Optimized sparse transversal filter
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 H—ELECTRICITY
 H03—BASIC ELECTRONIC CIRCUITRY
 H03H—IMPEDANCE NETWORKS, e.g. RESONANT CIRCUITS; RESONATORS
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 H03H21/0012—Digital adaptive filters

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 H04N—PICTORIAL COMMUNICATION, e.g. TELEVISION
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 H04N5/14—Picture signal circuitry for video frequency region
 H04N5/21—Circuitry for suppressing or minimising disturbance, e.g. moiré, halo, even if the automatic gain control is involved
 H04N5/211—Ghost signal cancellation
Abstract
Description
The preferred embodiment disclosed herein embodies inventions claimed in two other concurrently filed commonlyowned applications, by applicant herein or applicant and Stephen Herman, namely Ser. Nos. 418,430 and 418,432.
In video transmission, multipath reception caused by signal reflections off buildings or other terrestrial objects cause distinct, sometimes distorted timeshifted replicas or ghosts of the image to appear. Additionally, ghosting can be found in cable systems having poorly terminated connections.
It is an object of the invention to provide improvements in circuits and systems for ghost cancellation.
In examining the impulse response of a ghost channel, we find that it is sparse because most of the response values over time are zero. If an inverse filter of the channel were constructed to cancel the echo function, it too can be made sparse, not requiring a multiplier at every tap in its transversal delay line. According to the invention an adaptive ghost cancellation circuit comprises a transversal filter having a reduced set of multipliers. A predetermined reference signal in the transmitted video signal, and an identical reference signal generated in the ghost cancellation circuit are used to identify optimum active multiplier positions and values during the vertical retrace interval. The optimum filter is then used to cancel any ghosts from the received video signal.
FIG. 1 illustrates conventional adaptive transversal filter;
FIG. 2 shows the error surface for the filter of FIG. 1;
FIG. 3A illustrates a novel ghost cancellation circuit;
FIG. 3B illustrates the ghost cancellation circuit of FIG. 3A with additional control structure;
FIGS. 4A4B illustrate the circuit of a novel adaptive sparse transversal filter used in the ghost cancellation circuits of FIGS. 3A and 3B;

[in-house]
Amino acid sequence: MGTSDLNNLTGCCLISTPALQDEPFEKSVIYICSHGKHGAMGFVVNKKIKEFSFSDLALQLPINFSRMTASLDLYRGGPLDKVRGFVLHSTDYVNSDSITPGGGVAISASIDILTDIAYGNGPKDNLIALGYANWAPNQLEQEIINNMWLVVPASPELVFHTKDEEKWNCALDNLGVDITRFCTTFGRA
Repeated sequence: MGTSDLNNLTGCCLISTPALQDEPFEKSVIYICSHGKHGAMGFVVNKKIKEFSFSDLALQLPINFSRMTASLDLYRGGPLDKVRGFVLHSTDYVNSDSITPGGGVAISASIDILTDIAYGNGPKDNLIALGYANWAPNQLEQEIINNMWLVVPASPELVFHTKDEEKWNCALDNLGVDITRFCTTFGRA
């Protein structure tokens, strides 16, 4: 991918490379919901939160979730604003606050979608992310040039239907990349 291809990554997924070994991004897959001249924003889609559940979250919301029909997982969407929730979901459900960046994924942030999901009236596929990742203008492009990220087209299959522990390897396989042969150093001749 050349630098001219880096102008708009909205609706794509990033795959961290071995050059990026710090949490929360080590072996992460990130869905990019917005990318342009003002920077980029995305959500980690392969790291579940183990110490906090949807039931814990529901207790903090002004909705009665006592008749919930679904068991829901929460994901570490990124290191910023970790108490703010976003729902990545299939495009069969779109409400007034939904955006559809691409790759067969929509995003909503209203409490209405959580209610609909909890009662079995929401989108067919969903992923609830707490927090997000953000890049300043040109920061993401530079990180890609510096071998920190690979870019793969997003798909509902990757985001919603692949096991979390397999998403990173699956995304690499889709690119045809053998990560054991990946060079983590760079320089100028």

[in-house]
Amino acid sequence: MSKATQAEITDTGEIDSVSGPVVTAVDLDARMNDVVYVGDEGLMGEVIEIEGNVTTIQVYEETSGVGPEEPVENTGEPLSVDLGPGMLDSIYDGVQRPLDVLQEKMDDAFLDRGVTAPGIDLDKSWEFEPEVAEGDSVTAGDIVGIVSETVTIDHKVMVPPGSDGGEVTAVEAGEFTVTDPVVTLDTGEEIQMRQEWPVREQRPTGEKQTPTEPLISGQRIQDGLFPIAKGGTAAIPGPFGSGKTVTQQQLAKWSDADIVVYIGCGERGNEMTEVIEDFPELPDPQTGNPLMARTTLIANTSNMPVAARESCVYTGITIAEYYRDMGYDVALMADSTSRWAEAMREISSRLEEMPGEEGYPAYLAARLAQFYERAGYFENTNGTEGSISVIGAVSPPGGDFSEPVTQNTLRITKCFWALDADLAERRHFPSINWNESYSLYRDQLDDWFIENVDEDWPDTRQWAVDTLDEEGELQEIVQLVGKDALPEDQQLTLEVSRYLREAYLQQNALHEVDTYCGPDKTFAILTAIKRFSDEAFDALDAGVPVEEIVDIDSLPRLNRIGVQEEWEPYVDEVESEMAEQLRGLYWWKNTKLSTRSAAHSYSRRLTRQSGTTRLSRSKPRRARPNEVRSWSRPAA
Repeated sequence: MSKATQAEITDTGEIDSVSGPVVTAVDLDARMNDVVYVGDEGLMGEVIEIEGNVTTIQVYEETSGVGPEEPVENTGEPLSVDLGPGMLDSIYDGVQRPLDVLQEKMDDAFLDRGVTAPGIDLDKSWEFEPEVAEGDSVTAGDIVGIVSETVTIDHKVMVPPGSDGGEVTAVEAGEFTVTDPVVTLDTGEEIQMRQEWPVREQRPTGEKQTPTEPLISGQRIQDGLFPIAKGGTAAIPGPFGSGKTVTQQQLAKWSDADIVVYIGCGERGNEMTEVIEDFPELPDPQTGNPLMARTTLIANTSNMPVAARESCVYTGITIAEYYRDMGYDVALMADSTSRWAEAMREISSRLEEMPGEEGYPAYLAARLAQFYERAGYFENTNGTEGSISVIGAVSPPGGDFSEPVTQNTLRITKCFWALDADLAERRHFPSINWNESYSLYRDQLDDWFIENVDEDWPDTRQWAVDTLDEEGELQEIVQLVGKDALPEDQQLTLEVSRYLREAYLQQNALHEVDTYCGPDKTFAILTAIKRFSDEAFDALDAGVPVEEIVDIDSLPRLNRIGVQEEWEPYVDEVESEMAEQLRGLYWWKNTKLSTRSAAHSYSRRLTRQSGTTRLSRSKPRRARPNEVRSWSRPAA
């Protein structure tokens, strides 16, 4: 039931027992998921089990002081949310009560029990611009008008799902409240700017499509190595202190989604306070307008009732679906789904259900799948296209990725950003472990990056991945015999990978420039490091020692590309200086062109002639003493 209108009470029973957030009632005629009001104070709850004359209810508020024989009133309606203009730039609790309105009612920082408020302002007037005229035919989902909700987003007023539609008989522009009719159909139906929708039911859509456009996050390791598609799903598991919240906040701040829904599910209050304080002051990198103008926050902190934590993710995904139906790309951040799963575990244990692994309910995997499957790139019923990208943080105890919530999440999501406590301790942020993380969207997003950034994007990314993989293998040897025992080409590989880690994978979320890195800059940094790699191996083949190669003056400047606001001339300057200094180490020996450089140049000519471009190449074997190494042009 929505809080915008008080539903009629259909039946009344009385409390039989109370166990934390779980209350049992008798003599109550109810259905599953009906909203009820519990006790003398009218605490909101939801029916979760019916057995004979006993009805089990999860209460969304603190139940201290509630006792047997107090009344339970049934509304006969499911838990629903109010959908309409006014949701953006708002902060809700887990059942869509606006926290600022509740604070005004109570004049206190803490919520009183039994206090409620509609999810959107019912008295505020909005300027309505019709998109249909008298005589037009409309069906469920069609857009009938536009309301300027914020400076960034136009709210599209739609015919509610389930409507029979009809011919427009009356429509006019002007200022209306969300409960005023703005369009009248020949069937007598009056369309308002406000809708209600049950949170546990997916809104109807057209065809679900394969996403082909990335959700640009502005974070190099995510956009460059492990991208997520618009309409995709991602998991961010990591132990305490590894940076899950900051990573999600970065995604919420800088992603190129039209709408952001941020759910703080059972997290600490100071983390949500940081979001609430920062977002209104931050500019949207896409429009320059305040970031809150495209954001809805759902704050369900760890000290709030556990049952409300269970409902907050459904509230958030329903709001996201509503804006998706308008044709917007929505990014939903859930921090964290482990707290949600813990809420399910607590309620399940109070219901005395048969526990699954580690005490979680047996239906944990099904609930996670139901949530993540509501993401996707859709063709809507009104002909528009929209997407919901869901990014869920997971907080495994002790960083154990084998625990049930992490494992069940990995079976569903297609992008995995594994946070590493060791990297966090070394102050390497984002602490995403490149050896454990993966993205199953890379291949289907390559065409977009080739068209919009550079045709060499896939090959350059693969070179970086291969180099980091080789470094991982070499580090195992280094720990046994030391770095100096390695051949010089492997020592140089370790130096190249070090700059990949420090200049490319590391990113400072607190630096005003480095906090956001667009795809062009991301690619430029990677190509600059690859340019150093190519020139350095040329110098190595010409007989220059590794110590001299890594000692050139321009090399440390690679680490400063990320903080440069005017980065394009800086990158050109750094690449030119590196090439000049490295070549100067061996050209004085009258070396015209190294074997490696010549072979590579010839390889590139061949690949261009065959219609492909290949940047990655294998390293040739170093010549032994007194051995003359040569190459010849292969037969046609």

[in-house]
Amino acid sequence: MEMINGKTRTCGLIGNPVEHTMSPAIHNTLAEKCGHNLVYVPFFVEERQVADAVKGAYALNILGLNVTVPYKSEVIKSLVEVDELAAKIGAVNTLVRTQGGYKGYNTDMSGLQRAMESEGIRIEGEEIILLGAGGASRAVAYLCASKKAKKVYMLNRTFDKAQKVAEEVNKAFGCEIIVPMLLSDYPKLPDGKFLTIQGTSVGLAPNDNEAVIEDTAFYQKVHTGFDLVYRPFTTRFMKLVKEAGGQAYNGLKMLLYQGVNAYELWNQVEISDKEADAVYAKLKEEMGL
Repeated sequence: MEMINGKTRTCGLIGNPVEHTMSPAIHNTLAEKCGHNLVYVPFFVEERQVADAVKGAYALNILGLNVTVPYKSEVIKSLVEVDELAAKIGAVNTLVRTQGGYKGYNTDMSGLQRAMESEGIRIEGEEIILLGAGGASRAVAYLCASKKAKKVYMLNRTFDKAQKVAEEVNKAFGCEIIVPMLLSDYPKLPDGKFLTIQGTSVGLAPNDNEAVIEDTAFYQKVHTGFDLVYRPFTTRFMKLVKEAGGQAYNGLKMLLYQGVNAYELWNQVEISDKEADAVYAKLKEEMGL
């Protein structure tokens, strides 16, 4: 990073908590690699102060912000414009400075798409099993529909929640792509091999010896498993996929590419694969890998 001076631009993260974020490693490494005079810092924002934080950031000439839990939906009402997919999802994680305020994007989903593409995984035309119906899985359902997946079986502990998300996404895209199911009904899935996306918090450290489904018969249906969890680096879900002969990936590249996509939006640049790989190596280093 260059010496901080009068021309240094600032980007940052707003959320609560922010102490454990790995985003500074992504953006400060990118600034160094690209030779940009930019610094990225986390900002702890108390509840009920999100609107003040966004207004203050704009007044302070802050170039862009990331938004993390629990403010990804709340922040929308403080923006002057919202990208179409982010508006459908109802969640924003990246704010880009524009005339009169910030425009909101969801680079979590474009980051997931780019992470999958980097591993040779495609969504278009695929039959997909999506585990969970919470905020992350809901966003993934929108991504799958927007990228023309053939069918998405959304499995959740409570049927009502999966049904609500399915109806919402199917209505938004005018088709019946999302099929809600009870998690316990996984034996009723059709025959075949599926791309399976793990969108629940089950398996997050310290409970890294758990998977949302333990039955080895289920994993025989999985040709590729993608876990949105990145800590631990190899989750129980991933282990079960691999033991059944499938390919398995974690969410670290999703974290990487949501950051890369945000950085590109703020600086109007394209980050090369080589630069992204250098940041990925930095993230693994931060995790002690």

FIG. 5 shows an example of the filter of FIG. 4 having two filter taps;
FIG. 6 is a matrix structure described in the specification;
FIG. 7 is a transformed error surface
FIGS. 8 and 9 are the results of simulation of the ghost cancellation circuits; and
FIG. 10 illustrates a particular technique of ghost cancellation circuit adaptation.
In order to facilitate description of the invention, a simple geometrical relationship based on Wiener filter theory is derived. Algorithms for clustering (i.e. locally grouping free multipliers at needed taps) based on the formulation are presented.
1. Adaptive Filtering
In a finite impulse response (FIR) adaptive filters as shown in FIG. 1 the multiplier values or tap weights and signal are represented by R^{m} vectors W^{T} ={W_{o} . . . W_{m1} } and X^{T} ={X(n) . . . X(nm+1)}, respectively. The filter output may then be written as y(n)=X^{T} W=W^{T} X. To tune the filter output to create a good replication of the reference signal d(n) from input X(n), the error ↑ε(n)↑^{K} =d(n)y(n)↑^{K} must be minimized. For ease of calculation it is desirable to set K=2 obtaining
ε.sup.2 (n)=d.sup.2 (n)+W.sup.T XX.sup.T W2d(n)X.sup.T W(1)
Expectation operator E is then applied to average out any noise as shown below.
e=E[ε.sup.2 (n)]=E[d.sup.2 (n)]+W.sup.T E[XX.sup.T ]W2E[d(n)X.sup.T ]W (2)
where e is the mean square error (MSE).
Minimization can then take place by writing the gradient of e with respect to the tap weights obtaining ∇, and then setting this quantity to `0` thus solving for the optimal weight vector W* as shown in FIG. 2 below. W* is known as the Wiener solution with E[XX^{T} ]=R being the input autocorrelation matrix.